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Have you ever been to the hospital and had a nurse attach small, round circles to different parts of your body? Opposite you stands medical equipment with lines that resemble a two-dimensional version of the Rocky Mountains. If you are not a doctor, you probably do not know that the medical equipment used is called ECG electrodes and that they are communicating those mountainous lines to the ECG machines.
The electrocardiography machine, or ECG machines, is a piece of medical equipment to make sure your heart is beating at a normal rhythm. The heart beats not due to sheer force, but because an electric current is constantly forcing it to. Pacemaker cells in the heart send out electric shocks that make the heart muscles contract. These electric shocks are what the ECG electrodes record and send to the ECG machines to be interpreted by a doctor.
The ECG electrodes cannot be placed just anywhere on the body. Quite the contrary, ECG inventor Willem Einthoven determined that there are twelve leads that each look at the heart from a different angle. There must be ten electrodes attached to the body to cover all twelve leads: six electrodes are placed on a downward curve on the chest, one electrode is attached to each wrist and one to each ankle. Each electrode intercepts signals from a different part of the body.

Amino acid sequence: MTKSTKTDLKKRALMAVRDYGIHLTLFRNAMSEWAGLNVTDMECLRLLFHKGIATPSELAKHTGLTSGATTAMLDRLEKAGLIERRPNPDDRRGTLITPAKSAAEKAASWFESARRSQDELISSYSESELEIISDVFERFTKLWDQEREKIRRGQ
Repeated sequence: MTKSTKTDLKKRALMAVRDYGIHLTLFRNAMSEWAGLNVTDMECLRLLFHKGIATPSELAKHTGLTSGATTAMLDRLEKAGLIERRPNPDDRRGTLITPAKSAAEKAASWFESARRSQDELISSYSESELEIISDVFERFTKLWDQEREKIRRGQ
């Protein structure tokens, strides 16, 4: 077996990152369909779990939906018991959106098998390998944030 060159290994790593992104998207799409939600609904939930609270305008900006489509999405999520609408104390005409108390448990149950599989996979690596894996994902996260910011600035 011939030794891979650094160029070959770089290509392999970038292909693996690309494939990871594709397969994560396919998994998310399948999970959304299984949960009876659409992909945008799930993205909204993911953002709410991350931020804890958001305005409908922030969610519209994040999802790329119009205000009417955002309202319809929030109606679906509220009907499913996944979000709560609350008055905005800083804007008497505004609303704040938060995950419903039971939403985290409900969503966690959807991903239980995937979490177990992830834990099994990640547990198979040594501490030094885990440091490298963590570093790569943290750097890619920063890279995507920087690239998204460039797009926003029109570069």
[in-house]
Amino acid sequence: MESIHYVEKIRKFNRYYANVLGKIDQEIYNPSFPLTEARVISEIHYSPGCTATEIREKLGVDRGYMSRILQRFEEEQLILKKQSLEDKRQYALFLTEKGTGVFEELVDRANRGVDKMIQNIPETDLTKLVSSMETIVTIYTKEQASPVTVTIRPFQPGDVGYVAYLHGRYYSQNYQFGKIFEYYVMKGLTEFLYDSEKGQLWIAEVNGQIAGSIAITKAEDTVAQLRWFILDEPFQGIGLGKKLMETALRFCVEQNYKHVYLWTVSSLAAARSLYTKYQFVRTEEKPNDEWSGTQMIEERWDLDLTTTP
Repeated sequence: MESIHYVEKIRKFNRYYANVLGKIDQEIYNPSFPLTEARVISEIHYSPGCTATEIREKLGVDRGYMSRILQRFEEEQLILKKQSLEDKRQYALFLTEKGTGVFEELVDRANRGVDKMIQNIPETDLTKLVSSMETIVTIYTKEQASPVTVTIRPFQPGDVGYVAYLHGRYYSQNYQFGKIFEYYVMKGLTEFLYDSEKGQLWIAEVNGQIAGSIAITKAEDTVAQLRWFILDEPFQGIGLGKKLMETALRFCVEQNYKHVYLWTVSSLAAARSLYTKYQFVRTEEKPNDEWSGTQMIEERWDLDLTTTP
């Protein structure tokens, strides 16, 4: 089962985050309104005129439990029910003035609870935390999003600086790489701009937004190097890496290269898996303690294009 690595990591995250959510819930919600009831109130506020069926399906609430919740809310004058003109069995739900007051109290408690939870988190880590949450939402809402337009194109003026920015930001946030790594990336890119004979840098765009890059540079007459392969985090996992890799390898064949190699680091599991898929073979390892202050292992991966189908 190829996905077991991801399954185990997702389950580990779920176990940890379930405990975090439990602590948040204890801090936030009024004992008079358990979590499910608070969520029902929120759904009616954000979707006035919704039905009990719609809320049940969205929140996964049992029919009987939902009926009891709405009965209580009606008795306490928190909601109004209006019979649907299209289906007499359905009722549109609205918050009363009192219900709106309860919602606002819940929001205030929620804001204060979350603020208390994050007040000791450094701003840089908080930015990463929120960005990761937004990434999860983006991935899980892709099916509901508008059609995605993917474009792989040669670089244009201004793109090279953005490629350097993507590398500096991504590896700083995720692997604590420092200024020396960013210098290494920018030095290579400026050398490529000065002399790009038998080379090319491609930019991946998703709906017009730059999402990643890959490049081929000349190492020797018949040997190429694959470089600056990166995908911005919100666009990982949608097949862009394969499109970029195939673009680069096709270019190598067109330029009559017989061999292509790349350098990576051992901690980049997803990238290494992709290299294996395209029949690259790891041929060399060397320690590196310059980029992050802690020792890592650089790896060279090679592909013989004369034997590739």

The measurement the ECG electrode uses to record the electric shocks of the heart are millivolts. Each electrode controls an ink pen, which interprets the shocks onto paper. If the intensity of the electric shock is high, the pen will draw higher waves and if it is low, the pen will draw lower waves. In many cases today, a pen is no longer used because many ECG machines are digital. However, the communication process between the ECG electrodes and the ECG machines still follows the same principles.
The ECG machine is an important piece of medical equipment. Through the waves the ECG electrodes records, doctors can determine if the electricity powering the heart has a negative deflection or a positive deflection. The former means that the wave is traveling away from the electrode and the latter means the wave is traveling towards the electrode. If any part of the heart muscle is damaged, a wave will not be able to travel to the ECG electrode monitoring that part of the body.
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